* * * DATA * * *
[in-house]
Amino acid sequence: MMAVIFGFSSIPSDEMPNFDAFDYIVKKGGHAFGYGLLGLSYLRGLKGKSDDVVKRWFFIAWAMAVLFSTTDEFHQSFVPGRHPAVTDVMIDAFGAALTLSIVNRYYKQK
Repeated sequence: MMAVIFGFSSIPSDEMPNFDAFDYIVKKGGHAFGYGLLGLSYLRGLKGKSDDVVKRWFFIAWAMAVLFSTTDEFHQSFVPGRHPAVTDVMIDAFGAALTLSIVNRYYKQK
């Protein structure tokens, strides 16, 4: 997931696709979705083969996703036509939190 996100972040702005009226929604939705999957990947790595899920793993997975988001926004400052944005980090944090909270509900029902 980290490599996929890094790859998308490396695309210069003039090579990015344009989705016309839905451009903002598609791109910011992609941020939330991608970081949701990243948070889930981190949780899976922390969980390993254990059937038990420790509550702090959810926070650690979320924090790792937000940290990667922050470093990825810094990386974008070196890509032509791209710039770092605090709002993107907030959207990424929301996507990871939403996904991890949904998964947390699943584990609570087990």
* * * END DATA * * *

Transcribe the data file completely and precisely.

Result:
[in-house]
Amino acid sequence: MMAVIFGFSSIPSDEMPNFDAFDYIVKKGGHAFGYGLLGLSYLRGLKGKSDDVVKRWFFIAWAMAVLFSTTDEFHQSFVPGRHPAVTDVMIDAFGAALTLSIVNRYYKQK
Repeated sequence: MMAVIFGFSSIPSDEMPNFDAFDYIVKKGGHAFGYGLLGLSYLRGLKGKSDDVVKRWFFIAWAMAVLFSTTDEFHQSFVPGRHPAVTDVMIDAFGAALTLSIVNRYYKQK
């Protein structure tokens, strides 16, 4: 997931696709979705083969996703036509939190 996100972040702005009226929604939705999957990947790595899920793993997975988001926004400052944005980090944090909270509900029902 980290490599996929890094790859998308490396695309210069003039090579990015344009989705016309839905451009903002598609791109910011992609941020939330991608970081949701990243948070889930981190949780899976922390969980390993254990059937038990420790509550702090959810926070650690979320924090790792937000940290990667922050470093990825810094990386974008070196890509032509791209710039770092605090709002993107907030959207990424929301996507990871939403996904991890949904998964947390699943584990609570087990």